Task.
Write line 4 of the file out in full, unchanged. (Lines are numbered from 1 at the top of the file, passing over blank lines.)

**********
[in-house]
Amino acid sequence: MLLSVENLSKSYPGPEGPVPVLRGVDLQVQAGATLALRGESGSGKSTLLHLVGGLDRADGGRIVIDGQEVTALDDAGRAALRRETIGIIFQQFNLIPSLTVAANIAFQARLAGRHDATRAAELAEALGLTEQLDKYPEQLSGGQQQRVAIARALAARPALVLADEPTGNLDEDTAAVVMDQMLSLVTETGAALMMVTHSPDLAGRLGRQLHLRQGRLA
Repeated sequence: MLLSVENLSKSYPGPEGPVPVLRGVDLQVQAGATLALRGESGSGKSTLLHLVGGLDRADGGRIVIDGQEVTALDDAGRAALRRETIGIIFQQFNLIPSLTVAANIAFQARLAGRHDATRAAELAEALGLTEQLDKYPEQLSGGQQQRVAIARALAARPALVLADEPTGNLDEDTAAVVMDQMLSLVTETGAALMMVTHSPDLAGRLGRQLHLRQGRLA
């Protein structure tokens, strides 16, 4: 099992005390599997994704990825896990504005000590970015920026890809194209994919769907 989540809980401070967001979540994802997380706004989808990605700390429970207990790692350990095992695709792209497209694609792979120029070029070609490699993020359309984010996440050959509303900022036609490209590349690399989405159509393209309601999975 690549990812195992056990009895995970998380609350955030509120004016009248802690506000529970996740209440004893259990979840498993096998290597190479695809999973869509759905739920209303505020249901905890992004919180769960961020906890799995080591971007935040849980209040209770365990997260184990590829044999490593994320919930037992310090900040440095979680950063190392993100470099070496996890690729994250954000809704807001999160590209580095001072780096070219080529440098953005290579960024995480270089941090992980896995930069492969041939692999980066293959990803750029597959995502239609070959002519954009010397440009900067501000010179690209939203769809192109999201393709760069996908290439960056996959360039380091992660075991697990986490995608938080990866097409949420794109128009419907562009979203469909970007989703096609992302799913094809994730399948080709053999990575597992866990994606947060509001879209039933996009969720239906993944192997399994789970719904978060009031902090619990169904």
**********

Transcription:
């Protein structure tokens, strides 16, 4: 099992005390599997994704990825896990504005000590970015920026890809194209994919769907 989540809980401070967001979540994802997380706004989808990605700390429970207990790692350990095992695709792209497209694609792979120029070029070609490699993020359309984010996440050959509303900022036609490209590349690399989405159509393209309601999975 690549990812195992056990009895995970998380609350955030509120004016009248802690506000529970996740209440004893259990979840498993096998290597190479695809999973869509759905739920209303505020249901905890992004919180769960961020906890799995080591971007935040849980209040209770365990997260184990590829044999490593994320919930037992310090900040440095979680950063190392993100470099070496996890690729994250954000809704807001999160590209580095001072780096070219080529440098953005290579960024995480270089941090992980896995930069492969041939692999980066293959990803750029597959995502239609070959002519954009010397440009900067501000010179690209939203769809192109999201393709760069996908290439960056996959360039380091992660075991697990986490995608938080990866097409949420794109128009419907562009979203469909970007989703096609992302799913094809994730399948080709053999990575597992866990994606947060509001879209039933996009969720239906993944192997399994789970719904978060009031902090619990169904």